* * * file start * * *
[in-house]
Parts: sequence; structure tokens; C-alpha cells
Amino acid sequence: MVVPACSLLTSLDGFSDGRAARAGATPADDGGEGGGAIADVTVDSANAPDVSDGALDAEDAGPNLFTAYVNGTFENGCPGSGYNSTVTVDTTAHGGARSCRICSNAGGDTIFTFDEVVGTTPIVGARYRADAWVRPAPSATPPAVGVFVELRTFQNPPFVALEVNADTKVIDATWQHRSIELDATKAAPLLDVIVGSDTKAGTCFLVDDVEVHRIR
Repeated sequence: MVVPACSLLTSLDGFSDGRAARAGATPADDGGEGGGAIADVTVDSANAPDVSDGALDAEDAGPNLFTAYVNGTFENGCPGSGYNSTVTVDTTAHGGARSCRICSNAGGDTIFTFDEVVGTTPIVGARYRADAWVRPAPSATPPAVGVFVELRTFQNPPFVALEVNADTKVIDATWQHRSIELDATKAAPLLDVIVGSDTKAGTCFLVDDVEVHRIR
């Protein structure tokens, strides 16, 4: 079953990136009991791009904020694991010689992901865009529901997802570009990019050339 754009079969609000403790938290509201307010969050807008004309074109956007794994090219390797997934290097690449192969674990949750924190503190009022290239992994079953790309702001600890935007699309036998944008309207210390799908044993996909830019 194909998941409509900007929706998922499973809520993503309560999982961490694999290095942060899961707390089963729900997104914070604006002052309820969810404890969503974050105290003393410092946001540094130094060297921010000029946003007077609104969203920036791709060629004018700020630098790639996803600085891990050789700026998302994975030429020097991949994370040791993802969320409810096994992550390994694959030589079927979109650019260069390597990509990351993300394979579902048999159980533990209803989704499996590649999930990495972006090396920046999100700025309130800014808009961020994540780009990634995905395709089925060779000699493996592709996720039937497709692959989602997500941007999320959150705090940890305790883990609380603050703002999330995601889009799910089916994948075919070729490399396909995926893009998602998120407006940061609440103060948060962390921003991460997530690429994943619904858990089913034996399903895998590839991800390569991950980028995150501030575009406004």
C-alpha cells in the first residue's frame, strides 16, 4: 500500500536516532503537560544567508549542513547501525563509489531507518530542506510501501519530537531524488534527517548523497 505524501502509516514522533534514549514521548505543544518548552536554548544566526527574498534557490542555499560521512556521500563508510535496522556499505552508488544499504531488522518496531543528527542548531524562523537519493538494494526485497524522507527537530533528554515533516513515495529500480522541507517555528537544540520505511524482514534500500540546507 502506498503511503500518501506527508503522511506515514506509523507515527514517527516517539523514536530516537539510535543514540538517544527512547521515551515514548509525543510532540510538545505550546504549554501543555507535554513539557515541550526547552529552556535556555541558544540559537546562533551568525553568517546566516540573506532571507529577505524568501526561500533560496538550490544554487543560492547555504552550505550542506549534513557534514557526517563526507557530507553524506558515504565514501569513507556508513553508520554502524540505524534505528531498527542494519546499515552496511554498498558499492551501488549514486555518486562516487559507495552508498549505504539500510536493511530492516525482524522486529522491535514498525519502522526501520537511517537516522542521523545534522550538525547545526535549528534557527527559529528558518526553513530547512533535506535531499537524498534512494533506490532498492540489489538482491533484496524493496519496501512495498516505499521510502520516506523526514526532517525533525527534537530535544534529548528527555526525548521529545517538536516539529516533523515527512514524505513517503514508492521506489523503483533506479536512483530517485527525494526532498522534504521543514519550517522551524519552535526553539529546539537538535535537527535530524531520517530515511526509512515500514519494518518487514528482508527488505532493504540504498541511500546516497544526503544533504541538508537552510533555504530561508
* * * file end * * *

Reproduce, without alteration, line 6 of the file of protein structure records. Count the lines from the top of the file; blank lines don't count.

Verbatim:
C-alpha cells in the first residue's frame, strides 16, 4: 500500500536516532503537560544567508549542513547501525563509489531507518530542506510501501519530537531524488534527517548523497 505524501502509516514522533534514549514521548505543544518548552536554548544566526527574498534557490542555499560521512556521500563508510535496522556499505552508488544499504531488522518496531543528527542548531524562523537519493538494494526485497524522507527537530533528554515533516513515495529500480522541507517555528537544540520505511524482514534500500540546507 502506498503511503500518501506527508503522511506515514506509523507515527514517527516517539523514536530516537539510535543514540538517544527512547521515551515514548509525543510532540510538545505550546504549554501543555507535554513539557515541550526547552529552556535556555541558544540559537546562533551568525553568517546566516540573506532571507529577505524568501526561500533560496538550490544554487543560492547555504552550505550542506549534513557534514557526517563526507557530507553524506558515504565514501569513507556508513553508520554502524540505524534505528531498527542494519546499515552496511554498498558499492551501488549514486555518486562516487559507495552508498549505504539500510536493511530492516525482524522486529522491535514498525519502522526501520537511517537516522542521523545534522550538525547545526535549528534557527527559529528558518526553513530547512533535506535531499537524498534512494533506490532498492540489489538482491533484496524493496519496501512495498516505499521510502520516506523526514526532517525533525527534537530535544534529548528527555526525548521529545517538536516539529516533523515527512514524505513517503514508492521506489523503483533506479536512483530517485527525494526532498522534504521543514519550517522551524519552535526553539529546539537538535535537527535530524531520517530515511526509512515500514519494518518487514528482508527488505532493504540504498541511500546516497544526503544533504541538508537552510533555504530561508